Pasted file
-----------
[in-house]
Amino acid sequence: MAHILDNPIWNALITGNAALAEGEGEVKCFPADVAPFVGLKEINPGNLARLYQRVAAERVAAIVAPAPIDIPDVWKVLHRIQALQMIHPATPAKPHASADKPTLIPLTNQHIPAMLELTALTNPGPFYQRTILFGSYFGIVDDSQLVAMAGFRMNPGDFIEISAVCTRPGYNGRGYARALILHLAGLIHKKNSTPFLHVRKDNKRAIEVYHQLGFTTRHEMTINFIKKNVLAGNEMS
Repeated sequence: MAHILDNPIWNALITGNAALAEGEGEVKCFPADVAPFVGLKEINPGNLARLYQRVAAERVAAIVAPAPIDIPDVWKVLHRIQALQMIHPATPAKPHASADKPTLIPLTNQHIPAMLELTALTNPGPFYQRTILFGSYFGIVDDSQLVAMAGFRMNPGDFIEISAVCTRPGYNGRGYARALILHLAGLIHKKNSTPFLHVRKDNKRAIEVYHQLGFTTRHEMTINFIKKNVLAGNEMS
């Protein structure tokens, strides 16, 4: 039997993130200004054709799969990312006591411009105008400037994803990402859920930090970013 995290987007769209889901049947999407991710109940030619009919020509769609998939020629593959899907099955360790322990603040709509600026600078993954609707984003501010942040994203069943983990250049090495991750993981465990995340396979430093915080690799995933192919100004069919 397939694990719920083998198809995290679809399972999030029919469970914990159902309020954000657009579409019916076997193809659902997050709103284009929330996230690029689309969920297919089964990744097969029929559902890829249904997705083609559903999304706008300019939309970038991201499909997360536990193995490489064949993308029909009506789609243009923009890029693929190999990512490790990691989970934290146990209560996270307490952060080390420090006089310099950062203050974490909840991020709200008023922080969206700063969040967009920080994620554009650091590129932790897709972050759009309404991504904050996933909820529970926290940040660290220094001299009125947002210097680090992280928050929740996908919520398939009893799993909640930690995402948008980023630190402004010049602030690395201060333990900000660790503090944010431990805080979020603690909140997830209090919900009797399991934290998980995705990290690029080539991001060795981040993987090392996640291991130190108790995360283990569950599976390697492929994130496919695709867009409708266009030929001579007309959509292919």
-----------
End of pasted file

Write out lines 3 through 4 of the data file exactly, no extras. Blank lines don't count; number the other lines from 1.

Repeated sequence: MAHILDNPIWNALITGNAALAEGEGEVKCFPADVAPFVGLKEINPGNLARLYQRVAAERVAAIVAPAPIDIPDVWKVLHRIQALQMIHPATPAKPHASADKPTLIPLTNQHIPAMLELTALTNPGPFYQRTILFGSYFGIVDDSQLVAMAGFRMNPGDFIEISAVCTRPGYNGRGYARALILHLAGLIHKKNSTPFLHVRKDNKRAIEVYHQLGFTTRHEMTINFIKKNVLAGNEMS
């Protein structure tokens, strides 16, 4: 039997993130200004054709799969990312006591411009105008400037994803990402859920930090970013 995290987007769209889901049947999407991710109940030619009919020509769609998939020629593959899907099955360790322990603040709509600026600078993954609707984003501010942040994203069943983990250049090495991750993981465990995340396979430093915080690799995933192919100004069919 397939694990719920083998198809995290679809399972999030029919469970914990159902309020954000657009579409019916076997193809659902997050709103284009929330996230690029689309969920297919089964990744097969029929559902890829249904997705083609559903999304706008300019939309970038991201499909997360536990193995490489064949993308029909009506789609243009923009890029693929190999990512490790990691989970934290146990209560996270307490952060080390420090006089310099950062203050974490909840991020709200008023922080969206700063969040967009920080994620554009650091590129932790897709972050759009309404991504904050996933909820529970926290940040660290220094001299009125947002210097680090992280928050929740996908919520398939009893799993909640930690995402948008980023630190402004010049602030690395201060333990900000660790503090944010431990805080979020603690909140997830209090919900009797399991934290998980995705990290690029080539991001060795981040993987090392996640291991130190108790995360283990569950599976390697492929994130496919695709867009409708266009030929001579007309959509292919």